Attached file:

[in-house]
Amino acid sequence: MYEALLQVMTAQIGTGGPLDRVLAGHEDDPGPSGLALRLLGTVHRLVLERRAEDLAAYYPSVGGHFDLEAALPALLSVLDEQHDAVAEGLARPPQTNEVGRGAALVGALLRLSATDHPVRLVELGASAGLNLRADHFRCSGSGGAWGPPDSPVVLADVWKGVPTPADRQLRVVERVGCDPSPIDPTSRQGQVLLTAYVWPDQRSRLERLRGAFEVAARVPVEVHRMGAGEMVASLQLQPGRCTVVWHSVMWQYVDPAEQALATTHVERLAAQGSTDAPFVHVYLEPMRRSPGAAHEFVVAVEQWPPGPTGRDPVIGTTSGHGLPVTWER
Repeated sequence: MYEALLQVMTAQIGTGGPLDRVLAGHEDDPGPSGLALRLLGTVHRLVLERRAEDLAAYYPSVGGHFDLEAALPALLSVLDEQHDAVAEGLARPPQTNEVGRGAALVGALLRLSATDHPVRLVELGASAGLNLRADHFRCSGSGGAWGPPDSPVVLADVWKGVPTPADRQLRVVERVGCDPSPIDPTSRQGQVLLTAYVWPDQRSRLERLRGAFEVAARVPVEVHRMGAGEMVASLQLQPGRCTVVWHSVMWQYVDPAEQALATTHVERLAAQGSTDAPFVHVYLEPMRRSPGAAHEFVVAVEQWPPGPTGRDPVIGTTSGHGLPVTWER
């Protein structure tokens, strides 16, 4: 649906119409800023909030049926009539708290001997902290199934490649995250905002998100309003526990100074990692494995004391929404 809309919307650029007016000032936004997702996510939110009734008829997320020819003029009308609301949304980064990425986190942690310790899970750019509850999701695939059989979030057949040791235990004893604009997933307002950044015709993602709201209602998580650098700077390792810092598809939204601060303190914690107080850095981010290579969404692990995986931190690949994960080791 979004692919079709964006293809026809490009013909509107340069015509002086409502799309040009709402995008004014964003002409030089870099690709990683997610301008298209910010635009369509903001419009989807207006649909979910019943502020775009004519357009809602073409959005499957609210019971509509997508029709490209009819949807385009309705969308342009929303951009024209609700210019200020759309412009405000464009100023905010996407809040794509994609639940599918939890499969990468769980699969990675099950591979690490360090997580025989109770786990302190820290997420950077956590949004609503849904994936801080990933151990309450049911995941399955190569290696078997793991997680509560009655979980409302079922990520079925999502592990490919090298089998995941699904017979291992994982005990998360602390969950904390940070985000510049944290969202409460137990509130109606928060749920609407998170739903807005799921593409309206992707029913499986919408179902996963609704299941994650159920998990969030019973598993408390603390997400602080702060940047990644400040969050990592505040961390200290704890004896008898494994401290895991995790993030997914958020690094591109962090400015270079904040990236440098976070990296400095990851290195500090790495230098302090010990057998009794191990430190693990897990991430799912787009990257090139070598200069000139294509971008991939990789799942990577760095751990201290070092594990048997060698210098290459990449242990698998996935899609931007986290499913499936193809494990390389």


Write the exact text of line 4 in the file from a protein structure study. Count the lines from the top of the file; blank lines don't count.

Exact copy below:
């Protein structure tokens, strides 16, 4: 649906119409800023909030049926009539708290001997902290199934490649995250905002998100309003526990100074990692494995004391929404 809309919307650029007016000032936004997702996510939110009734008829997320020819003029009308609301949304980064990425986190942690310790899970750019509850999701695939059989979030057949040791235990004893604009997933307002950044015709993602709201209602998580650098700077390792810092598809939204601060303190914690107080850095981010290579969404692990995986931190690949994960080791 979004692919079709964006293809026809490009013909509107340069015509002086409502799309040009709402995008004014964003002409030089870099690709990683997610301008298209910010635009369509903001419009989807207006649909979910019943502020775009004519357009809602073409959005499957609210019971509509997508029709490209009819949807385009309705969308342009929303951009024209609700210019200020759309412009405000464009100023905010996407809040794509994609639940599918939890499969990468769980699969990675099950591979690490360090997580025989109770786990302190820290997420950077956590949004609503849904994936801080990933151990309450049911995941399955190569290696078997793991997680509560009655979980409302079922990520079925999502592990490919090298089998995941699904017979291992994982005990998360602390969950904390940070985000510049944290969202409460137990509130109606928060749920609407998170739903807005799921593409309206992707029913499986919408179902996963609704299941994650159920998990969030019973598993408390603390997400602080702060940047990644400040969050990592505040961390200290704890004896008898494994401290895991995790993030997914958020690094591109962090400015270079904040990236440098976070990296400095990851290195500090790495230098302090010990057998009794191990430190693990897990991430799912787009990257090139070598200069000139294509971008991939990789799942990577760095751990201290070092594990048997060698210098290459990449242990698998996935899609931007986290499913499936193809494990390389």